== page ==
The PNG Party, with 88 candidates and bucket-loads of money, expected that they’d improve on their previous total of 25 MPs. They won just eight seats in total. Namah did not expect to have to rely on preferences to win his own seat, nor was he prepared for the loss of one of his party deputies, Jamie Maxtone-Graham.

When O’Neill was asked to form government, Belden Namah was already persona non grata. O’Neill stated that Namah and his people had "made their bed and they could lie in it together".

Instead, back in the governing fold, Peter O’Neill had four powerful backers, all former prime ministers: Sir Michael Somare, Sir Julius Chan, Sir Puka Temu and Paias Wingti.

Peter O’Neill had become the Prime Ministers’ Prime Minister.

On the other hand, Namah, the former soldier and graduate from Duntroon Military Academy, had engineered the most expensive and spectacular failure in the history of PNG post-colonial politics.

In twelve short months, Namah had gone from being opposition leader to being opposition leader — with reduced numbers and an estimated expenditure of upwards of $AU18 million.

Many high-profile politicians lost their seats in this election including the powerful former Speaker, Jeffrey Nape. Moses Maladina, another of the coup rebels and a minister in both the Somare and O’Neill/Namah regime, failed to retain his. Sam Abal, the Acting Prime Minister in Somare’s absence and during the coup, also lost his.

A female candidate Loujaya Toni (one of only three women in 2012 to win a seat) unseated the veteran, Bart Philemon, a pleasant surprise for the under-represented women of PNG. Toni also scored a ministerial portfolio — the same one relinquished by Dame Carol Kidu, who retired this year as the sole female MP during her 15 years in the PNG parliament.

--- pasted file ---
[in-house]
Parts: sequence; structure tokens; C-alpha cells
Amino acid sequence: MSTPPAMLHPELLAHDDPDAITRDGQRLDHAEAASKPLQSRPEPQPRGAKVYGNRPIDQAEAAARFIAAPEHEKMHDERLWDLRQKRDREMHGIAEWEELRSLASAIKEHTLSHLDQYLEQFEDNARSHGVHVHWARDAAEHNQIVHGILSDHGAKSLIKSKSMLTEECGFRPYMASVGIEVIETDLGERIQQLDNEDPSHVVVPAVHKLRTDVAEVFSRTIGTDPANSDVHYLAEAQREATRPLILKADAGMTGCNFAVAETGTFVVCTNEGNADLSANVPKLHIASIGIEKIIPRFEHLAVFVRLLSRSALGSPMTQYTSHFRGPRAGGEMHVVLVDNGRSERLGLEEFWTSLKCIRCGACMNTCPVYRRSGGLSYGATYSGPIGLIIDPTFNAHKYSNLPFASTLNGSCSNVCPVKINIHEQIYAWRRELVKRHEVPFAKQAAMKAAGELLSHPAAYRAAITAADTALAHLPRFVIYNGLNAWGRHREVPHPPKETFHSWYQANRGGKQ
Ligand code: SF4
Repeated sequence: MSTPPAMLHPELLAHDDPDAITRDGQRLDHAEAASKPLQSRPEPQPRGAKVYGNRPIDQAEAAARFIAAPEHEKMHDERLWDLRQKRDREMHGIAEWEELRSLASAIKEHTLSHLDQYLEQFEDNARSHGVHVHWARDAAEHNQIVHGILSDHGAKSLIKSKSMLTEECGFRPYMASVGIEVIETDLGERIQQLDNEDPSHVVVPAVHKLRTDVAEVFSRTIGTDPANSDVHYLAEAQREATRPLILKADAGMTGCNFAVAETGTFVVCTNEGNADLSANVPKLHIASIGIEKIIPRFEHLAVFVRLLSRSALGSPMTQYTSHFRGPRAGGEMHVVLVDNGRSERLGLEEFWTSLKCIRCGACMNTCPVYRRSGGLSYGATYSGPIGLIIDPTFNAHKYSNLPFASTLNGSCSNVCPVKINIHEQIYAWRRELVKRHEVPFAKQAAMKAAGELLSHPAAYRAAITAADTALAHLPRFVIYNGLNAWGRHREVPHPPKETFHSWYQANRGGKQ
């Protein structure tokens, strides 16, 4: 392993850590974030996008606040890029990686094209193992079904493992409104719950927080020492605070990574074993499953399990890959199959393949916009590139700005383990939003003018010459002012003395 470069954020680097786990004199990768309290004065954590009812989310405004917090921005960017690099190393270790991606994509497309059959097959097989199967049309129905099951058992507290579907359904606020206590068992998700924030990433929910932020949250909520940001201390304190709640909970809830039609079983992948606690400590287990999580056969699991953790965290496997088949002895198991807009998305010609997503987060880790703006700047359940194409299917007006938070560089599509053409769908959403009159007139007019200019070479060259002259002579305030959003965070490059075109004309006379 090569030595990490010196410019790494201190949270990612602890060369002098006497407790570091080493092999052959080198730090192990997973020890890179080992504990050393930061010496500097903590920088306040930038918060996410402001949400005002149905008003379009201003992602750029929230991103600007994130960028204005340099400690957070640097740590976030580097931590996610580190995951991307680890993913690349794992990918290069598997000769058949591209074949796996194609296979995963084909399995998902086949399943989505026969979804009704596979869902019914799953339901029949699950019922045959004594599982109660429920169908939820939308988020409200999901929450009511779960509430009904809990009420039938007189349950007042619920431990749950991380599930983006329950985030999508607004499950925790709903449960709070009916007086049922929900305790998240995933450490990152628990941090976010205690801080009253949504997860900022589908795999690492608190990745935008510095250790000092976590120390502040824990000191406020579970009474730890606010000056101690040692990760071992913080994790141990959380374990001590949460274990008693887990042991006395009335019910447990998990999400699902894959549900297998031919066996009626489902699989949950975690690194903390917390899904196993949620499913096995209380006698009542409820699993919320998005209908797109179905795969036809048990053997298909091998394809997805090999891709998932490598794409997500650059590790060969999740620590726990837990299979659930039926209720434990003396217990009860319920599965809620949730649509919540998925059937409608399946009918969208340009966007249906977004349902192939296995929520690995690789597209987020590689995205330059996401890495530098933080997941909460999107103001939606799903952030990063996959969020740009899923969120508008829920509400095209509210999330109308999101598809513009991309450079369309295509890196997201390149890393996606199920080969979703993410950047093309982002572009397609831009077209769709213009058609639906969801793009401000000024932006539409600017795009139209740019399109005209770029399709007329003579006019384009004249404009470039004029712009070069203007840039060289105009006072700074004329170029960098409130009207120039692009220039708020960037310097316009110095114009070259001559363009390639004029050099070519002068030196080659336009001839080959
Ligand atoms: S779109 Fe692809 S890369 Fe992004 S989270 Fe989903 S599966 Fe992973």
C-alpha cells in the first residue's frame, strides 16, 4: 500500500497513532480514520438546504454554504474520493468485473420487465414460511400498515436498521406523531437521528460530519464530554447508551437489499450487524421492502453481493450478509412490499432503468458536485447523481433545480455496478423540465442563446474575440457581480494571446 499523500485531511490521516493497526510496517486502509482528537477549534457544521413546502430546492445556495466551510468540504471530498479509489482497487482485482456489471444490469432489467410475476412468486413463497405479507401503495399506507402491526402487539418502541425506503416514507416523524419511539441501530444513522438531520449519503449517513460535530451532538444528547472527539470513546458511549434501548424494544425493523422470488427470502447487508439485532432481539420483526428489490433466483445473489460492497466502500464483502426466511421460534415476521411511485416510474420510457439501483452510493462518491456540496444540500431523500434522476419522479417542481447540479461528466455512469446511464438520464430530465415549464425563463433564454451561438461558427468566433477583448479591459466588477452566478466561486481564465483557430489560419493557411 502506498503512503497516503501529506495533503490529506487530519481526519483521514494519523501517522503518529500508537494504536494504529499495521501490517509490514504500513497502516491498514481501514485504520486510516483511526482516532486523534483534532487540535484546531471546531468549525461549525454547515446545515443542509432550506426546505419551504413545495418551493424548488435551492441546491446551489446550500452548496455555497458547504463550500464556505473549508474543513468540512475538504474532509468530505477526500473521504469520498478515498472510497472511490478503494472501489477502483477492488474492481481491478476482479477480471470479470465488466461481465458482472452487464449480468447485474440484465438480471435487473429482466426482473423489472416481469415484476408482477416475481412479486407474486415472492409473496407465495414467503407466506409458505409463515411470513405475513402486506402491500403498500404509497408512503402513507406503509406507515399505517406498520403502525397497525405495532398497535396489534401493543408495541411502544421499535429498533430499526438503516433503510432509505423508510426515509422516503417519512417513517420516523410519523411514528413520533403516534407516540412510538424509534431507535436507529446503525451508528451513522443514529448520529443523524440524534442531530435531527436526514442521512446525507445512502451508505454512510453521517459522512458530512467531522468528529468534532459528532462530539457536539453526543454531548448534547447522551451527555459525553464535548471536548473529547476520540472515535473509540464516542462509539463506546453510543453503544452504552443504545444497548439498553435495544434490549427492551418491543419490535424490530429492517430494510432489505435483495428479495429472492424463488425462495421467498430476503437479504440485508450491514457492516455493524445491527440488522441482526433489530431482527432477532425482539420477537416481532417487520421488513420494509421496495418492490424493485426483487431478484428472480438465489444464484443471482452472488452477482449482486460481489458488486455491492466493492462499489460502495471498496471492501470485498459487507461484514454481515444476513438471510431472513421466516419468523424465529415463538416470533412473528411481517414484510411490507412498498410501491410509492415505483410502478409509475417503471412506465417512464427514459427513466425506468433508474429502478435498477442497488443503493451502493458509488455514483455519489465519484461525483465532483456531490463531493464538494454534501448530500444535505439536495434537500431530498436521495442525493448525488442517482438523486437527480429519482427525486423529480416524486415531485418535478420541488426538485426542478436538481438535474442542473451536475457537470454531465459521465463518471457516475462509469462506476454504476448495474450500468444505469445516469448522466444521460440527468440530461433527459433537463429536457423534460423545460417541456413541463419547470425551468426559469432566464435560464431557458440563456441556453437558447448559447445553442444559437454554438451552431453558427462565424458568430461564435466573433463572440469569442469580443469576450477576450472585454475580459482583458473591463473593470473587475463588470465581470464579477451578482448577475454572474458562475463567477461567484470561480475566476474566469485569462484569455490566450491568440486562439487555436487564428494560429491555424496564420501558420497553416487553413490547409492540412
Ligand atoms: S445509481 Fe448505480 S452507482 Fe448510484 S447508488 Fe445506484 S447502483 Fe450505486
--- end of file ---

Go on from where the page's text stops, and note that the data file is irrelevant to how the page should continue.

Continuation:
With 10 first-time MPs in a ministry of 33, one could argue that real changes have taken place — but the percentage of first-time ministers is in inverse proportion to the percentage of first-time MPs.

And there’s lots that hasn’t changed. Patrick Pruaitch is once again Minister for Forestry. William Duma continues to hold fast to the Ministry of Energy and Petroleum after three regimes and Polye is reprising his role as Treasurer.

Marape, Pala, Pundari and Allen are all familiar names from the Somare regime, just heading different portfolios.

First-term parliamentarian, Kerenga Kua is Justice Minister and Attorney-General — but he’s no political novice being Sir Michael Somare’s personal lawyer.

And still the taint of corruption lingers on both sides of the parliamentary chamber. Will the new blood erase the taint — or just become infected?

Launched in 2004, New Matilda is one of Australia's oldest online independent publications. It's focus is on investigative journalism and analysis, with occasional smart arsery thrown in for reasons of sanity. New Matilda is owned and edited by Walkley Award and Human Rights Award winning journalist Chris Graham.